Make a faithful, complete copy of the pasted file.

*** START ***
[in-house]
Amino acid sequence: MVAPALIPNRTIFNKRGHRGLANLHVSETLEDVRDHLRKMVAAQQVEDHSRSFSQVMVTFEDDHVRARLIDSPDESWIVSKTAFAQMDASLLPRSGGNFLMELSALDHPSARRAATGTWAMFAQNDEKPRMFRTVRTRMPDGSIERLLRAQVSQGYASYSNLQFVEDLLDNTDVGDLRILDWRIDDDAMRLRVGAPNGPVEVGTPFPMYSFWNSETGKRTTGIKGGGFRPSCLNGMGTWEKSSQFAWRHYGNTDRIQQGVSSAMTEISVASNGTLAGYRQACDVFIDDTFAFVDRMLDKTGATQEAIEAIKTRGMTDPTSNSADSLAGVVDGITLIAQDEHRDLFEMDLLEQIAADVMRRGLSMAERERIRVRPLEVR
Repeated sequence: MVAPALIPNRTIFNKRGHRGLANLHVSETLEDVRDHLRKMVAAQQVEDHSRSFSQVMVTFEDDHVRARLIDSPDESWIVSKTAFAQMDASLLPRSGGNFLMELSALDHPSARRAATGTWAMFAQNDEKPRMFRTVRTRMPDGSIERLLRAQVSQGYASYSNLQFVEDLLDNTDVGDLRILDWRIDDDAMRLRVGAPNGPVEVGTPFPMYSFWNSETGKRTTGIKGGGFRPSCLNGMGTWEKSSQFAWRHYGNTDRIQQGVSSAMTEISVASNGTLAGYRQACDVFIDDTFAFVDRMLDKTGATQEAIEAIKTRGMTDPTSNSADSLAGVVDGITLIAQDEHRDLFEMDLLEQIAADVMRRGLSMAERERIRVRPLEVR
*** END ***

[in-house]
Amino acid sequence: MVAPALIPNRTIFNKRGHRGLANLHVSETLEDVRDHLRKMVAAQQVEDHSRSFSQVMVTFEDDHVRARLIDSPDESWIVSKTAFAQMDASLLPRSGGNFLMELSALDHPSARRAATGTWAMFAQNDEKPRMFRTVRTRMPDGSIERLLRAQVSQGYASYSNLQFVEDLLDNTDVGDLRILDWRIDDDAMRLRVGAPNGPVEVGTPFPMYSFWNSETGKRTTGIKGGGFRPSCLNGMGTWEKSSQFAWRHYGNTDRIQQGVSSAMTEISVASNGTLAGYRQACDVFIDDTFAFVDRMLDKTGATQEAIEAIKTRGMTDPTSNSADSLAGVVDGITLIAQDEHRDLFEMDLLEQIAADVMRRGLSMAERERIRVRPLEVR
Repeated sequence: MVAPALIPNRTIFNKRGHRGLANLHVSETLEDVRDHLRKMVAAQQVEDHSRSFSQVMVTFEDDHVRARLIDSPDESWIVSKTAFAQMDASLLPRSGGNFLMELSALDHPSARRAATGTWAMFAQNDEKPRMFRTVRTRMPDGSIERLLRAQVSQGYASYSNLQFVEDLLDNTDVGDLRILDWRIDDDAMRLRVGAPNGPVEVGTPFPMYSFWNSETGKRTTGIKGGGFRPSCLNGMGTWEKSSQFAWRHYGNTDRIQQGVSSAMTEISVASNGTLAGYRQACDVFIDDTFAFVDRMLDKTGATQEAIEAIKTRGMTDPTSNSADSLAGVVDGITLIAQDEHRDLFEMDLLEQIAADVMRRGLSMAERERIRVRPLEVR